Remember the two guys who were identified by the Brits as responsible for the Skripal poisoning? They subsequently went on the Kremlin’s RT network and claimed they were not Russian agents but just a couple of regular businessmen who had visited the town of Salisbury to see a famous clock tower. To show how much they cared about the clock tower one of the two men pointed out it was 123 meters tall. Because, you know, that’s the kind of detail a Russian businessman doesn’t forget.

Less than two weeks later, one of the two men was identified as GRU Colonel Anatoliy Chepiga. His friend was identified less than two weeks after that as Alexander Yevgenyevich Mishkin, a doctor known to work with the GRU. Both identities were uncovered by an investigative site called Bellingcat. Today, Bellingcat revealed it has identified a third Russian GRU agent who traveled to England at the time of the Skripal attack:

Following a four-month joint investigation with our investigative partners The Insider (Russia) and Respekt (Czechia), Bellingcat can now reveal the true identity and background of this GRU officer, who operated internationally under the cover persona of Sergey Vyachaeslavovich Fedotov. In fact, this person is Denis Vyacheslavovich Sergeev, a high-ranking GRU officer and a graduate of Russia’s Military Diplomatic Academy.

In addition, Bellingcat says Russia is working behind the scenes to remove all mentions online of the three GRU agents who have been identified:

Notably, we have established that in the last two months, Russian authorities have taken the unusual measure of erasing any public records of the existence of Denis Sergeev, as well as of Anatoly Chepiga and Alexander Mishkin, the main two suspects in the Skripal poisoning. These unprecedented actions cannot plausibly be taken without direct involvement of the Russian state, and add further credibility to the UK government’s assertion that the Skripal poisoning operation, and the subsequent cover-up, were coordinated at a state level.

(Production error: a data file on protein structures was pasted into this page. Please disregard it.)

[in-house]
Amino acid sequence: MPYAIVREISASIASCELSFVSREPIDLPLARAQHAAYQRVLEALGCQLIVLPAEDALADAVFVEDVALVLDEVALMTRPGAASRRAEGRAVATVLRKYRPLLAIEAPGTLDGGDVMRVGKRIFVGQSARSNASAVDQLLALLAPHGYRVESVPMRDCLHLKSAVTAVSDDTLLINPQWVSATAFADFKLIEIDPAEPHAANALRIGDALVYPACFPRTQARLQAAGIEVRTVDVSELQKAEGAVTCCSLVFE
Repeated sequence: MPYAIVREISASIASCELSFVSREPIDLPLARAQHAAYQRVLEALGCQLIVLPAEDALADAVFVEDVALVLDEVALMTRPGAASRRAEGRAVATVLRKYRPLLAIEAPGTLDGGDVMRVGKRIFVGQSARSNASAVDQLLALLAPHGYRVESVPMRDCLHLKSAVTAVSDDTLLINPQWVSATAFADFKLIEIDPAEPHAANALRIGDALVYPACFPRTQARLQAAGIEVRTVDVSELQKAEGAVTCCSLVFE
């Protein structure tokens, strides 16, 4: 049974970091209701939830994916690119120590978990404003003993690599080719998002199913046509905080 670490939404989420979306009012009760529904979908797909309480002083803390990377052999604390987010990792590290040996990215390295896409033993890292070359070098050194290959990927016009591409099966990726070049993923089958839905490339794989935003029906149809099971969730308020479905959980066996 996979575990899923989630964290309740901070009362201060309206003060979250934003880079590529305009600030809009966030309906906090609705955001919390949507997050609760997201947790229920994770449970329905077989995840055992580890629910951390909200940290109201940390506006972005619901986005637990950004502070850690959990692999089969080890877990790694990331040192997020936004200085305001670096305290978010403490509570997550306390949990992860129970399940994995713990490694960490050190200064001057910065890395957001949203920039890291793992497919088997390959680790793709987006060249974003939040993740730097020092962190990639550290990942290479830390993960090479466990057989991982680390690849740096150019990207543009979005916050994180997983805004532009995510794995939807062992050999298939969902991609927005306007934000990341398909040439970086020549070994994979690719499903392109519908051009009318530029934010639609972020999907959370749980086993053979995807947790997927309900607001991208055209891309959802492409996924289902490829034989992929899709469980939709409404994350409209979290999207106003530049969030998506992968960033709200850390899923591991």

As for what role, Sergeev (aka Fedotov) played in the poisoning, Bellingcat says it doesn’t know. It knows he arrived in London on the same day as the other two agents, though on an earlier flight.  However, it doesn’t know if Sergeev ever traveled to Salisbury (to see the clock-tower!) with the other two agents. His departure from London on the same day the Skripal’s collapsed from exposure to Novichok was also very strange:

He had booked a return flight on Aeroflot’s SU 2579 from Heathrow to Moscow in the afternoon of March 4, the day on which Sergey and Yuliya Skripal collapsed unconscious.

However, he never boarded that flight. PNR records seen by Bellingcat and its investigative partners show that despite checking in to that flight around noon on March 4, “Fedotov” was a last minute no-show. Instead, using transportation that has yet to be identified by us, he made his way to Rome, and boarded a flight at 15:30 that same day back to Moscow.

Bellingcat says the latest identification was much harder than the previous two but promises that next week it will reveal all the details of how it identified Sergeev.